AGOG presents Christa Rijneveld / Regan Johnston this Friday

This is a special invite to drop in to AGOG from 5 to 7pm next Friday July 6 to visit with Christa Rijneveld and Regan Johnston and take in their new group show entitled In The Mountains. They’ll be some refreshments and some complimentary appies to munch on. Around about 5:30 Christa and Regan will give you a guided ‘tour’ of the pieces in the show and answer any questions you may have. Come celebrate the opening of our summer show. All are very welcome.

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Christa Rijneveld:

Seeing mountains around me is relatively new to me. This sense of childlike wonder continues to overtake me; I’m impressed by the enormity of this landscape, intrigued by the shapes and layers. I’m intimidated by the fact that on the one hand this mountain might take me to the most beautiful place imaginable, while on the other hand possibly causing danger or death. I like the metaphor of the mountain; how hard it is to get up it, and how rewarding the journey can be.

I generally don’t do a lot of sketching. Planning out a general outline will suffice. Most pieces don’t necessarily resemble existing mountain ranges. Sometimes they do, often they don’t. The balance has to be there. I completely trust my gut to judge whether the composition, flow, hard- or softness is right.

I like to play around with the inner line work. Before I start I usually choose where the light comes from, but that is the extent of my plan. This part has to come naturally to me. Overthinking the inner lines would make the work look contrived in my opinion. I want the lines to flow organically, just like nature itself. While I work I don’t focus on where the lines are going; instead I think of depth and curves. There is a rhythm to these lines. Along the way I might feel the need to adjust a little bit; tighter, straighter lines here, more fluid, open lines there. I trust the process. The movement of the lines is most important to me. This excites me the most while working on a piece, but also gives me great pleasure after it’s finished. I like looking at a completed piece and seeing the dark little nooks, the interesting ridges, the spots that are touched by light.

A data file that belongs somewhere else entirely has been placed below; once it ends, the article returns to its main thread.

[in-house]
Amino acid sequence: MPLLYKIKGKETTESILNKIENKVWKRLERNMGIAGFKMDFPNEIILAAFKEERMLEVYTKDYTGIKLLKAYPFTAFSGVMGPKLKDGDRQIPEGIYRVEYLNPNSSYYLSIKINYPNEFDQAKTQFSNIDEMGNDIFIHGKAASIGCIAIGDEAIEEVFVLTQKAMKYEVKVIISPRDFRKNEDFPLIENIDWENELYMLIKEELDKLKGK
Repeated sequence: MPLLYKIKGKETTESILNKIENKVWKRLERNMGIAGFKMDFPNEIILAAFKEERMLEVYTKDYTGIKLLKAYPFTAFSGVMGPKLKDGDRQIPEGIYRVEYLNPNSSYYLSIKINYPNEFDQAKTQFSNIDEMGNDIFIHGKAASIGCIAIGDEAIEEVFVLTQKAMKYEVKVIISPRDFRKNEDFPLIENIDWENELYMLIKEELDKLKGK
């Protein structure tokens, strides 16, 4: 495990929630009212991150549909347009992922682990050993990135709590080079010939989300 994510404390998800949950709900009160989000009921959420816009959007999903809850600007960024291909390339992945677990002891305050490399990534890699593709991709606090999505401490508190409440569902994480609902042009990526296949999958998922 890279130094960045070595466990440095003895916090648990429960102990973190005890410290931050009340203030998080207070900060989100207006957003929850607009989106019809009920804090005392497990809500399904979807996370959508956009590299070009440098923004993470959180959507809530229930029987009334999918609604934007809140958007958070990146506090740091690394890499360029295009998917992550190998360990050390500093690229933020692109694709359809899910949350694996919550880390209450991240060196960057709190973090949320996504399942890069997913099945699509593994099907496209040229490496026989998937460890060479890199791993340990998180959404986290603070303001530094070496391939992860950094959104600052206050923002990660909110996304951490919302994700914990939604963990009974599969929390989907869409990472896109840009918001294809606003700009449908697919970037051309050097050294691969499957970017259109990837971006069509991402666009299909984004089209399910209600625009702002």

I really enjoy doing circle skies. I like how they can show clouds, wind, time of day or night, while just being tiny circles varying in size. I’ll start with a general idea, but let most of the movement happen along the way. The circles are precise, and teach me patience.

I love contrast. I like how the monochromatic palette balances out the fine lines and details. Black and white, sometimes combines with bright colours, give this traditional choice of subject a more modern feel. I enjoy seeing how simple lines, shapes, and tools create intricate patterns that can play tricks on your eyes.

Only recently I started experimenting on a bigger scale. Painting canvasses is in many ways very similar to doing the smaller drawings. I like how much more impactful these pieces can be. I’m excited about exploring this medium more in the future.

I started drawing and painting to give myself peace of mind, to stop the continuous flow of thoughts coming in. And if other people love to get lost in my work too, then that’s just wonderful. My reason for creating is, just like that mountain, more about the journey than the destination.